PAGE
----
Video: Van Cleef & Arpels: Dream Jewels
Last weekend my dearest friend Layla encouraged me to go see the jewelery exhibition: Set in Style: Van Cleef & Arpels Jewelery, at the Smithsonian Cooper-Hewitt National Design Museum in New York. I only had one hour available to visit and I decided to go with her because with today's rhythm of life, if you don't do things at the moment they appear, sometimes you don't get to do them later. In addition, going to the museum, an activity that is practiced less and less, always enriches the mind and spirit, and it happens that sometimes when one lives in New York, we take for granted all the cultural wonders that we have within our reach.
How was the visit worth! I was fascinated not only with the magical beauty of the garments, but with the craftsmanship and work behind each one of them. The exhibition examines the historical and innovative contribution that the Van Cleef & Arpels house has made to jewelry design during the 20th century. It has more than 300 works, including jewelry, watches, fashion accessories, many of which were created for American clients, along with design drawings, commission books, and manufacturing cards. One enters the exhibition and not only learns from the jewels, but also from their history and the life that surrounded their creation.
Among the most notable garments are those that carry the so-called "mystery frames", a technique in which the fit (or frame) does not appear between the stones creating an uninterrupted field of solid color (see the rubies in the photo). This technique is really special because it requires a highly qualified craftsman and a specialist in precious stones. The stones must be precisely cut to fit the designs and fit into the channel-shaped setting. Another celebrated innovation is Zip jewelry, a technique in which the necklace can be closed "with a clasp" to create a bracelet. Among the fashion accessories created by the house is the well-known Minaudiere, a bag without handles with space for lipstick, compact, comb,mirror (many of them with a hidden clock) that served as a perfect complement to fashion houses like Chanel, during the thirties.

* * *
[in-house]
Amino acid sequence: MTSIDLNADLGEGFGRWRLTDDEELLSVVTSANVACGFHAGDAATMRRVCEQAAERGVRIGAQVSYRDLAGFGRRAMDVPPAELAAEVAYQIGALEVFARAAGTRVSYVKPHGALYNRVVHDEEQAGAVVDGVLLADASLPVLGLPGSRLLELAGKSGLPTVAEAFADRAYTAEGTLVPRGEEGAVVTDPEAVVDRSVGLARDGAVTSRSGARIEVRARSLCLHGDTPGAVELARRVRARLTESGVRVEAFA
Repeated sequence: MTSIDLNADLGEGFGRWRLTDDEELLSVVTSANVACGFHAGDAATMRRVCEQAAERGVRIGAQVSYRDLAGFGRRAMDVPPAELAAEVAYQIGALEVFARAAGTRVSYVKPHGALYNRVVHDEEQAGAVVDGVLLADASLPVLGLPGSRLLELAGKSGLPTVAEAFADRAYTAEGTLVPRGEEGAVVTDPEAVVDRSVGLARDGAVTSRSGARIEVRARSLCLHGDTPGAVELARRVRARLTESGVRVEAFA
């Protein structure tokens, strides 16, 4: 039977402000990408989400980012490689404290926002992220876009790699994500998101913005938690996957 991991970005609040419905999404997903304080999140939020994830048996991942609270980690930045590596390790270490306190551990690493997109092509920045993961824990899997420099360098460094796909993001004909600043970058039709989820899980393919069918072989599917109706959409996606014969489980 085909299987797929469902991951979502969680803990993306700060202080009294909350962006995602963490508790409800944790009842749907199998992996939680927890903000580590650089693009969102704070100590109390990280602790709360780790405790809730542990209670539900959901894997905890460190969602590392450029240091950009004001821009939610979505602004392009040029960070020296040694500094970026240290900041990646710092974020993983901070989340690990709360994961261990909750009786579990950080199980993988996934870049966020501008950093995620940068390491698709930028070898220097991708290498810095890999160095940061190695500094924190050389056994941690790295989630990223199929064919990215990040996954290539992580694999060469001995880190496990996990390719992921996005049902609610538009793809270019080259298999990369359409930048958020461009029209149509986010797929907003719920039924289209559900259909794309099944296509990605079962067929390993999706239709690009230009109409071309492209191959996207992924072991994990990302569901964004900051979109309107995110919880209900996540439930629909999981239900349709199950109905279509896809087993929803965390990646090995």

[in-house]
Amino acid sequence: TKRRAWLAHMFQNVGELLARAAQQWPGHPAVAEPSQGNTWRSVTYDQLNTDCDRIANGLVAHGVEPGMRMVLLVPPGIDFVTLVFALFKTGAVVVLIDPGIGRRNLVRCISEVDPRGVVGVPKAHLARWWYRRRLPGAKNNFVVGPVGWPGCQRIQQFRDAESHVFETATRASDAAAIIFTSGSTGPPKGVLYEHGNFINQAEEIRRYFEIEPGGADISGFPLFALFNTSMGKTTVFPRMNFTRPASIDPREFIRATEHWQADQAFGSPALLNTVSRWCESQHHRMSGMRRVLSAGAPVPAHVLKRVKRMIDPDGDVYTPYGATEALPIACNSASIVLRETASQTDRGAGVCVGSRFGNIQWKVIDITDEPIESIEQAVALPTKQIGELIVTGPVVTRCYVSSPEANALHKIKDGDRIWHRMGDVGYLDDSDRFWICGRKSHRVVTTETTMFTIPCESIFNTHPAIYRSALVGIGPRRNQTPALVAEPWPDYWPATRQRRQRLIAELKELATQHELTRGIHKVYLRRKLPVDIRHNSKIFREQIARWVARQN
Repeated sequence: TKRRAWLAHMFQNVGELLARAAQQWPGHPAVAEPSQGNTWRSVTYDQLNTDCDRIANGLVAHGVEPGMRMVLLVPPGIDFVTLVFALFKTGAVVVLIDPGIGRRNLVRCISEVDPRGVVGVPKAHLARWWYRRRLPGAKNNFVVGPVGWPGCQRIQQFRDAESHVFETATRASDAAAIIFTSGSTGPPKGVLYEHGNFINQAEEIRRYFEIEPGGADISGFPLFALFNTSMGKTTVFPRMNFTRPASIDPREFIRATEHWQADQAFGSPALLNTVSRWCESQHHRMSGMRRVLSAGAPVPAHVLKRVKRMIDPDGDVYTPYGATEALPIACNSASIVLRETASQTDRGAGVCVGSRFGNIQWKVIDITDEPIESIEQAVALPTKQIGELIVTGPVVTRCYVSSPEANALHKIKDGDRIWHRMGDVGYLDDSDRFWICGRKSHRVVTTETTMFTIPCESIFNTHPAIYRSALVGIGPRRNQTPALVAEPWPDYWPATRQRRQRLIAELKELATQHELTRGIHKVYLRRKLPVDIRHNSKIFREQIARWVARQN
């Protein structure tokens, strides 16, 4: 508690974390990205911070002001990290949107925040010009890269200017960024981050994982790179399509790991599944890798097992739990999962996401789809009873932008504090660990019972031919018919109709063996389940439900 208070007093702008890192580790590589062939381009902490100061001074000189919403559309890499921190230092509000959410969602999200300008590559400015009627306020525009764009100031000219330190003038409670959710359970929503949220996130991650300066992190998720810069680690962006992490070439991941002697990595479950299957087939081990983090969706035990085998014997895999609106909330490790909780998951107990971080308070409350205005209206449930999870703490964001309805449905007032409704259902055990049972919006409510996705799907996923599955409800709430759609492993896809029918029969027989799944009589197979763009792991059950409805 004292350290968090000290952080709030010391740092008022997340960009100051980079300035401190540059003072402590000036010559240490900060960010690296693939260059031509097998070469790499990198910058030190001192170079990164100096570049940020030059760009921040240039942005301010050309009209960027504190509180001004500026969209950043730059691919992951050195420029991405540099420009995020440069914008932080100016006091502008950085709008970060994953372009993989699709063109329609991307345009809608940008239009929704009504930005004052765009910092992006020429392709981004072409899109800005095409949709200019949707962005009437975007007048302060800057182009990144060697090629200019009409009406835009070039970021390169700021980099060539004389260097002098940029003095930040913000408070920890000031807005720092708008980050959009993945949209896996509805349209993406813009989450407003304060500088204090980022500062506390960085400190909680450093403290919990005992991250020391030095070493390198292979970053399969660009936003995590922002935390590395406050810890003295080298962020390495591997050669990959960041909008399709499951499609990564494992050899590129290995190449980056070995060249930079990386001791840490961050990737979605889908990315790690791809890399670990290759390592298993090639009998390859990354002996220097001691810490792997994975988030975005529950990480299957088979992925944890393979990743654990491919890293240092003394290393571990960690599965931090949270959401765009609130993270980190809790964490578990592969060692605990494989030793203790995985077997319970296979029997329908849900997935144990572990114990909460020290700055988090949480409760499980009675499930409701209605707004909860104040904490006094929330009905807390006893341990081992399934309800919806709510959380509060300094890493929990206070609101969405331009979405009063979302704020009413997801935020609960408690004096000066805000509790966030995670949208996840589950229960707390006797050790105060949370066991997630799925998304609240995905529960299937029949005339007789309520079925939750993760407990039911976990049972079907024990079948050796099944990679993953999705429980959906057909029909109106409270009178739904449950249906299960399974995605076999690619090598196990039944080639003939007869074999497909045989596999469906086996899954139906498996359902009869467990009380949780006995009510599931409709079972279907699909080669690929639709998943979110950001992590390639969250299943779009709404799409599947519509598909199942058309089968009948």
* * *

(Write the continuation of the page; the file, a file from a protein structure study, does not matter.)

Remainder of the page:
Many personalities wore pieces by Van Cleef & Arpels and the exhibition dedicates a part to show spectacular garments such as a shiny tiara worn by Princess Grace of Monaco, Elizabeth Taylor's amethyst, an Eva Perón bracelet and necklace and the "Jarretiere bracelet "by Marlene Dietrich.
I really thanked my friend Layla for encouraging me to go. Since she is a jewelry designer herself, her comments and explanations helped me put everything in perspective. But you don't have to be knowledgeable to enjoy the exhibition, just have the curiosity to learn and the sensitivity to appreciate the magnificent work of jewelry on display. Whether or not you are a fan of jewelry (although I doubt that any woman is not), this sample will leave you yearning to see more. It lasts until June 5.